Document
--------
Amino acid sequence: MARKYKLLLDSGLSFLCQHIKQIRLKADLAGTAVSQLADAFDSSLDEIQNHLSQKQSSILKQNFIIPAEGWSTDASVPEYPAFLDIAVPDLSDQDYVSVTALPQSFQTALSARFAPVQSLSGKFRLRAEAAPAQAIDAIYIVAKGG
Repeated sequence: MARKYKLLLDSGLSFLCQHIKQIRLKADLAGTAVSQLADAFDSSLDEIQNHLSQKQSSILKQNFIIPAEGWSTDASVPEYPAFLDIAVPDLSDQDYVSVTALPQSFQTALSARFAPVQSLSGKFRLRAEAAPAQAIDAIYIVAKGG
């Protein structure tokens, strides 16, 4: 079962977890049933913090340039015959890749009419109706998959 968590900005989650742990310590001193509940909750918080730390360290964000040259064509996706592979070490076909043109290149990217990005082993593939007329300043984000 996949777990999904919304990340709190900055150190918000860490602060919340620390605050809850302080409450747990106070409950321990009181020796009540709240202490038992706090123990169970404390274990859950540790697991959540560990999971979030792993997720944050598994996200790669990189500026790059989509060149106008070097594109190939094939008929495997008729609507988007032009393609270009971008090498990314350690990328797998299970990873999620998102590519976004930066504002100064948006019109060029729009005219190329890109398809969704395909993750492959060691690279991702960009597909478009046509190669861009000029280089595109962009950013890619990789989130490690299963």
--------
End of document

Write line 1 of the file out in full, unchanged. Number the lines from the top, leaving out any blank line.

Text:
Amino acid sequence: MARKYKLLLDSGLSFLCQHIKQIRLKADLAGTAVSQLADAFDSSLDEIQNHLSQKQSSILKQNFIIPAEGWSTDASVPEYPAFLDIAVPDLSDQDYVSVTALPQSFQTALSARFAPVQSLSGKFRLRAEAAPAQAIDAIYIVAKGG